Van Rhoon points to a survey carried out by PPB Advisory in 2010 to illustrate his point.

“The survey found that many not-for-profit organisations are not effectively managing their risk, despite the high duty of care owed to their stakeholders. Only 51 per cent of not-for-profits were found to have a risk management plan in place and less than 35 per cent had a risk register of any sort.

“While it can be a challenge to convince some not-for-profits about why a risk management exercise is important, it also represents a real opportunity for brokers. They can guide and advise their clients when it comes to identifying risks, prioritising them and putting solutions in place to manage and treat those risks.”

While not-for-profits come with their own nuances, Nicole Mellick, Director of Business Development and Retention at GSA Insurance Brokers, believes it’s really no different than dealing with any other segment.

“Brokers need to act like they would in any other segment,” she says. “Yes, there will be specifics, but an all-in approach to understanding the business, its risk tolerance and strategies to manage risk will result in the right cover being designed and put in place.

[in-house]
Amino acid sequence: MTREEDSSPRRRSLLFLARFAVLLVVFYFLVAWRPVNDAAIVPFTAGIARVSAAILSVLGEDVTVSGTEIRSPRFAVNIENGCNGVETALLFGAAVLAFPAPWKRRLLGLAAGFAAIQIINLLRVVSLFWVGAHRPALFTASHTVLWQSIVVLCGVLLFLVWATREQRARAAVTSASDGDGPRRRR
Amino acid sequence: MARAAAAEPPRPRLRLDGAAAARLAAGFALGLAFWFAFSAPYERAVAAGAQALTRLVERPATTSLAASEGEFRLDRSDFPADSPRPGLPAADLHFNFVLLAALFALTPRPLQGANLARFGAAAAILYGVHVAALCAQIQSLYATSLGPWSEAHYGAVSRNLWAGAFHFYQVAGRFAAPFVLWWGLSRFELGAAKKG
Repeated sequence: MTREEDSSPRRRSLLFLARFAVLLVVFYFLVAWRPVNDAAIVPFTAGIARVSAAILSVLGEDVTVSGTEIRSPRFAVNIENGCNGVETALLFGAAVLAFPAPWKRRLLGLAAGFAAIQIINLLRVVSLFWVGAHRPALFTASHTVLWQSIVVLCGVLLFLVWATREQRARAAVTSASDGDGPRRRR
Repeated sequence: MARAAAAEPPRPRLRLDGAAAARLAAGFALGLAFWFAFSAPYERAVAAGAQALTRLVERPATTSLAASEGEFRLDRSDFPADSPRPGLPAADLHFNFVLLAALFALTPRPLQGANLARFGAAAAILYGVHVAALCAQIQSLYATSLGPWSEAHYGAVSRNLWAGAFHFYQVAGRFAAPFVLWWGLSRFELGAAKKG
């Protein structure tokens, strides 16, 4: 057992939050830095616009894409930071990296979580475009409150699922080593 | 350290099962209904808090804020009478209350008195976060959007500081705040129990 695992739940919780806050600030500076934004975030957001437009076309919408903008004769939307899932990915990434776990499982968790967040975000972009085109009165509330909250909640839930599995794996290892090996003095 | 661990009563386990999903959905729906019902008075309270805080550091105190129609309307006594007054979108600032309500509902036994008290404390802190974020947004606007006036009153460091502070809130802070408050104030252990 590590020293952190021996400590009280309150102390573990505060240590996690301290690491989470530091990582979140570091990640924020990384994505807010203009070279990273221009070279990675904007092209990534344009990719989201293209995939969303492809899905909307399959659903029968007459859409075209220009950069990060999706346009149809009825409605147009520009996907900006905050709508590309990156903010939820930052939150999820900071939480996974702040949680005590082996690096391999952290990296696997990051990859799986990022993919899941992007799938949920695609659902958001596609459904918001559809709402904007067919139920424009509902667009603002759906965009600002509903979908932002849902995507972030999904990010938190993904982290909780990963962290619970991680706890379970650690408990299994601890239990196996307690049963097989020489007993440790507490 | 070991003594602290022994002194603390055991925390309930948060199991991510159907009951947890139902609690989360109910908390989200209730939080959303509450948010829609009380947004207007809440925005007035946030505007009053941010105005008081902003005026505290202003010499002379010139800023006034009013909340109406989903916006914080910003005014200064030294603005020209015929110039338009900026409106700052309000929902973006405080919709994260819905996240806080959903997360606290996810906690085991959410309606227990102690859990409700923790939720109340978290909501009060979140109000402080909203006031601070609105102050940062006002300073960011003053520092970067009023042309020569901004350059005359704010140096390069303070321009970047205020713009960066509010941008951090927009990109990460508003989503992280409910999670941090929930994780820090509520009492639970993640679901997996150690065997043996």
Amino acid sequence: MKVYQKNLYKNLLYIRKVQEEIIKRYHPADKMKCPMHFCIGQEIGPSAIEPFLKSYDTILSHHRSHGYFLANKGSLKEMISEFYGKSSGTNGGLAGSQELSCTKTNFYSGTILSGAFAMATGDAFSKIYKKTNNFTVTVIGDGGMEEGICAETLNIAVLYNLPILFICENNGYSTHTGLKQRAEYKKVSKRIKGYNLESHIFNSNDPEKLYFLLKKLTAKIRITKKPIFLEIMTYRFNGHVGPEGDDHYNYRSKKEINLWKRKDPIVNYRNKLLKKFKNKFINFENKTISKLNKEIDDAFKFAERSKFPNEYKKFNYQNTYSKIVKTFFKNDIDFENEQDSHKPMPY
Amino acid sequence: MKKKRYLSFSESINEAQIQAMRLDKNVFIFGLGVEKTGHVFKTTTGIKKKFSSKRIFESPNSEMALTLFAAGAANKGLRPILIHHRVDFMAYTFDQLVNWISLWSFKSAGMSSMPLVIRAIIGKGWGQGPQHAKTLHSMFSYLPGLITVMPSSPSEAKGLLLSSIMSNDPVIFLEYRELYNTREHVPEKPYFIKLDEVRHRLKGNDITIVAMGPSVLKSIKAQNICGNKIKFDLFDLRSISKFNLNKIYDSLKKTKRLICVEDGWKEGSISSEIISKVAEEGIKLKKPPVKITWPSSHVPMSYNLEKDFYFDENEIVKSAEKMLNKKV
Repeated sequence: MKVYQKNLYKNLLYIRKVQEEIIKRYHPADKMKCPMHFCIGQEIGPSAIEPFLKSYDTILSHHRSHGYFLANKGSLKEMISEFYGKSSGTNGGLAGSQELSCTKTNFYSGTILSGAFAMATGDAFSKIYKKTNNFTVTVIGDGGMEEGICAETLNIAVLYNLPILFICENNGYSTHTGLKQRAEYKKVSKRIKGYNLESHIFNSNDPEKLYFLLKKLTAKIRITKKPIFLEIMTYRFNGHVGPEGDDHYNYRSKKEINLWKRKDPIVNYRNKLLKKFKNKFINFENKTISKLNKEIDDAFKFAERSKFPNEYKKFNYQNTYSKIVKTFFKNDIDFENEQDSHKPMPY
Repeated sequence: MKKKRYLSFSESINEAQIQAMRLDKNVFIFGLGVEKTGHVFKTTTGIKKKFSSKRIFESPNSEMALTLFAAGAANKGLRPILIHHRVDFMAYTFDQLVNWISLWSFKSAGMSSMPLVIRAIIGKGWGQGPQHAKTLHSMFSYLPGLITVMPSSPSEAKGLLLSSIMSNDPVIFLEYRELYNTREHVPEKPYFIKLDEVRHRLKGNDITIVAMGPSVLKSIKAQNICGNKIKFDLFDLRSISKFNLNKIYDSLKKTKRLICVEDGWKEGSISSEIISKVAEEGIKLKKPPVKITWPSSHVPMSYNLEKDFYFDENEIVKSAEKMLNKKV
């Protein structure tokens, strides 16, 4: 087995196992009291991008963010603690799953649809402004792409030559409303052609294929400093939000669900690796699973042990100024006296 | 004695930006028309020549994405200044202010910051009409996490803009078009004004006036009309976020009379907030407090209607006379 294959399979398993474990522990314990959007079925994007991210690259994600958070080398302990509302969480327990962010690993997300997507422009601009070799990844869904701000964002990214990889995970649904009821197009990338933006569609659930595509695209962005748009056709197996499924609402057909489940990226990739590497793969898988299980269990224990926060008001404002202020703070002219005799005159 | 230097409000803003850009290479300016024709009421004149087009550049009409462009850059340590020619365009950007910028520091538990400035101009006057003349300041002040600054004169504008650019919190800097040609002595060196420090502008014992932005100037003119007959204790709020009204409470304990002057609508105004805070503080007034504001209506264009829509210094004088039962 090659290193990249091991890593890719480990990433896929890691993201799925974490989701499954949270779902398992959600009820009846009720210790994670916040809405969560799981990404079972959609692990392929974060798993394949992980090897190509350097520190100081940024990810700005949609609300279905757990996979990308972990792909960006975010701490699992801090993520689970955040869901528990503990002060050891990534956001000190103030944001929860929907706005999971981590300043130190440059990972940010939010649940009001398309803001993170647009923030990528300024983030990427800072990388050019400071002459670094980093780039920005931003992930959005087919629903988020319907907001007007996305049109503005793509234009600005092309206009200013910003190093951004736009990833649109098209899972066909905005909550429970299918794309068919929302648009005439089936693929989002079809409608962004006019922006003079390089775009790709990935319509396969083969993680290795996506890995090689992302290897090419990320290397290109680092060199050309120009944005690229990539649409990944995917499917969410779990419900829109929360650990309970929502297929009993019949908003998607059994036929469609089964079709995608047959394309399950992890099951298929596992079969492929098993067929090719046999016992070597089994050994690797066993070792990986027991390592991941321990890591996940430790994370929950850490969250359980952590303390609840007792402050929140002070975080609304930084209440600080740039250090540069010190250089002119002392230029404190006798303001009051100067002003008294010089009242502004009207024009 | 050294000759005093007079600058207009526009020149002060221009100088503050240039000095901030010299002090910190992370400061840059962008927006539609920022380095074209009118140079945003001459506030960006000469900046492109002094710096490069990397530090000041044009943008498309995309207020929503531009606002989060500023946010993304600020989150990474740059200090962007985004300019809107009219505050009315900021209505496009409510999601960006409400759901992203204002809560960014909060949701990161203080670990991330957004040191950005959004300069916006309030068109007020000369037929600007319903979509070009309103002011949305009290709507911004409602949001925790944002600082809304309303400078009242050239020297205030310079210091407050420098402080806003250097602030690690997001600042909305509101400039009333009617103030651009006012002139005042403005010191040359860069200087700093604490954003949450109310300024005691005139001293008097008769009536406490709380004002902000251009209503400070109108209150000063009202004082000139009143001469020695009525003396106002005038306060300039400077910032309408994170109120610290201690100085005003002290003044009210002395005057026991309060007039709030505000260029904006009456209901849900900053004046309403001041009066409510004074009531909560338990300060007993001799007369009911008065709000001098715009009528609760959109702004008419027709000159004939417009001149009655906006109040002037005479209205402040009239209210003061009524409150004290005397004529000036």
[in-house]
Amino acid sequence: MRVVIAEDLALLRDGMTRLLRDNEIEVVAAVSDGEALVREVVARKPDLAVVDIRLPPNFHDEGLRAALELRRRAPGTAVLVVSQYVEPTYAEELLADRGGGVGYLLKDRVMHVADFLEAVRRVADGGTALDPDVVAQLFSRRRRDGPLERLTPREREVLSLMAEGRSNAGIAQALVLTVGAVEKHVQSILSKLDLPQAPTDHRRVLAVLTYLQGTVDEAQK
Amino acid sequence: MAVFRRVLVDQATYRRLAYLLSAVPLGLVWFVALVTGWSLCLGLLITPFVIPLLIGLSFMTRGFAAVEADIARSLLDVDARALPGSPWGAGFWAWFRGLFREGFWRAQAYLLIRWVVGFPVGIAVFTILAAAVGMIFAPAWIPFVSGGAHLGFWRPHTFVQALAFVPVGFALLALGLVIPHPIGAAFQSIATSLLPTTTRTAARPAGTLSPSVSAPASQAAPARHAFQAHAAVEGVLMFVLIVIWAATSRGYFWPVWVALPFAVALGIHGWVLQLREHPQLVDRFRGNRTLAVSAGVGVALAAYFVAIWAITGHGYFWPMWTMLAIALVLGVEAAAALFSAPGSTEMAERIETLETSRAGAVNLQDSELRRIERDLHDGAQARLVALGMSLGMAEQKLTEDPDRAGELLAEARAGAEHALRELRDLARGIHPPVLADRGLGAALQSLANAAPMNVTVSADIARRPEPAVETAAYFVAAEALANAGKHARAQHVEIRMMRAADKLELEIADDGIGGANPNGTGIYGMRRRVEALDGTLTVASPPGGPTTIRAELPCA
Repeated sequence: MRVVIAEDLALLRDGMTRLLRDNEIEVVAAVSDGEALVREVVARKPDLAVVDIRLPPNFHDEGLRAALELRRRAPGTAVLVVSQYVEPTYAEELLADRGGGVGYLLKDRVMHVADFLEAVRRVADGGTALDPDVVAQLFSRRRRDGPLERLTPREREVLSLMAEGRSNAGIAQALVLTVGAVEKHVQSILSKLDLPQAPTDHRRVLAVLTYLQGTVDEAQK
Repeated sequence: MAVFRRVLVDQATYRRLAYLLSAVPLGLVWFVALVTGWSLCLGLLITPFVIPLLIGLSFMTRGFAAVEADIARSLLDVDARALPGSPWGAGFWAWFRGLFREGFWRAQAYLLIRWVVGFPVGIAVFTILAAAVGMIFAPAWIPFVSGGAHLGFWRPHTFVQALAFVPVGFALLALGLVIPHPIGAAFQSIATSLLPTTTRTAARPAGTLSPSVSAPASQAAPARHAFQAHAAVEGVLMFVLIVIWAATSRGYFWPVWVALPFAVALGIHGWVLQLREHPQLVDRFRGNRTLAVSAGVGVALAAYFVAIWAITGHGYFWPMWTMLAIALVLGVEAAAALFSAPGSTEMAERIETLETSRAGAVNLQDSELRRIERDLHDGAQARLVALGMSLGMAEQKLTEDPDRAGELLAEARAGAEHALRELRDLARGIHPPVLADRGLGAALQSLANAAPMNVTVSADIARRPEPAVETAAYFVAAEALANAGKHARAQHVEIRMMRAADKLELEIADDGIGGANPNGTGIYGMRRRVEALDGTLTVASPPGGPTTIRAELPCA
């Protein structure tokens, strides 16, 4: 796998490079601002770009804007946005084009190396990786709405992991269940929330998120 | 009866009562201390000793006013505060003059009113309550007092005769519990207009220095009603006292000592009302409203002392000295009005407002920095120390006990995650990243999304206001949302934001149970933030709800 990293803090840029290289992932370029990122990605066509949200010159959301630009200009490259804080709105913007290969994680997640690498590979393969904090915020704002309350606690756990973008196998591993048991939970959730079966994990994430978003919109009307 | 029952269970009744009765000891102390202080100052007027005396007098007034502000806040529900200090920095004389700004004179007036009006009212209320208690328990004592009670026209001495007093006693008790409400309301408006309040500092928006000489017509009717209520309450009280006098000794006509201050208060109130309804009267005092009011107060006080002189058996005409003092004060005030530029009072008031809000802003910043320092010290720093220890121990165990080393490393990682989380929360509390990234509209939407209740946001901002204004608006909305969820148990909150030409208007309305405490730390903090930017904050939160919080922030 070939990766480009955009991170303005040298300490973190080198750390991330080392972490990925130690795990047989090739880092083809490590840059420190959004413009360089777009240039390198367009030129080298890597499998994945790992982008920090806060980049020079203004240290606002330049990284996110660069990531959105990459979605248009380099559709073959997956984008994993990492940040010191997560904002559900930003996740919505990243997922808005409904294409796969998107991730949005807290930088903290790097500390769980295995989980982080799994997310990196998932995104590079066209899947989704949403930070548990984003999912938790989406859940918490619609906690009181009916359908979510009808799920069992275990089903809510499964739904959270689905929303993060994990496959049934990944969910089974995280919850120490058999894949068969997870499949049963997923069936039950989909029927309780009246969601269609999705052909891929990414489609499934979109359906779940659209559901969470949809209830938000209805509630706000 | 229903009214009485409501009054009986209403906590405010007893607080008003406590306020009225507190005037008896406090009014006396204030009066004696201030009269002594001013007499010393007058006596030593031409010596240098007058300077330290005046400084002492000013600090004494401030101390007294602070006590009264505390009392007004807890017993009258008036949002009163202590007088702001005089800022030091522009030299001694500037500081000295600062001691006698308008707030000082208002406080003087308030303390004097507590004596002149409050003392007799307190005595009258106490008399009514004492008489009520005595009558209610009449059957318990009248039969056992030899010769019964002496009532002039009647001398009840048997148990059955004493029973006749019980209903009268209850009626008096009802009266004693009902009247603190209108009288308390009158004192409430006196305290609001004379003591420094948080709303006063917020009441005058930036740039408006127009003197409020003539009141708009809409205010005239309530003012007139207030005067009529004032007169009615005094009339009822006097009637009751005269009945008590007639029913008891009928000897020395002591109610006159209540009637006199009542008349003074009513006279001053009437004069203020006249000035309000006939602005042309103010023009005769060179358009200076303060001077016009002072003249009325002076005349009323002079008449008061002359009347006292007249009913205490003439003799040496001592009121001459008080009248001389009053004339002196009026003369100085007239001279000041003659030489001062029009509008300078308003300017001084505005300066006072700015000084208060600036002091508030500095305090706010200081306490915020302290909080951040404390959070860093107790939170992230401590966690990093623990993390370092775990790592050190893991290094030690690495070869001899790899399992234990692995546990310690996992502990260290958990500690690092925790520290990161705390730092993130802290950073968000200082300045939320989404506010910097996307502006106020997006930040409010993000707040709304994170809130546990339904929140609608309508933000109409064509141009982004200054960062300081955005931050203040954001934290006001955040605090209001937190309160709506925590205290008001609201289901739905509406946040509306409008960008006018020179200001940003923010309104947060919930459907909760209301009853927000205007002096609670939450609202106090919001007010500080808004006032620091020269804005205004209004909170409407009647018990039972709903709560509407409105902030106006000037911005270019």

“Unfortunately, it’s often an under-appreciated segment and there can be a stigma that many not-for-profits only work on a pro bono basis.

“However, as with any client, the exchange for value should be fairly approached by both parties. This may mean an appropriate fee for service, but the value the not-for profit organisation provides to the community should also be taken into account.”

Mellick believes there’s also an opportunity for brokers to identify not-for-profit organisations with values aligned to their own or that work in areas of personal significance.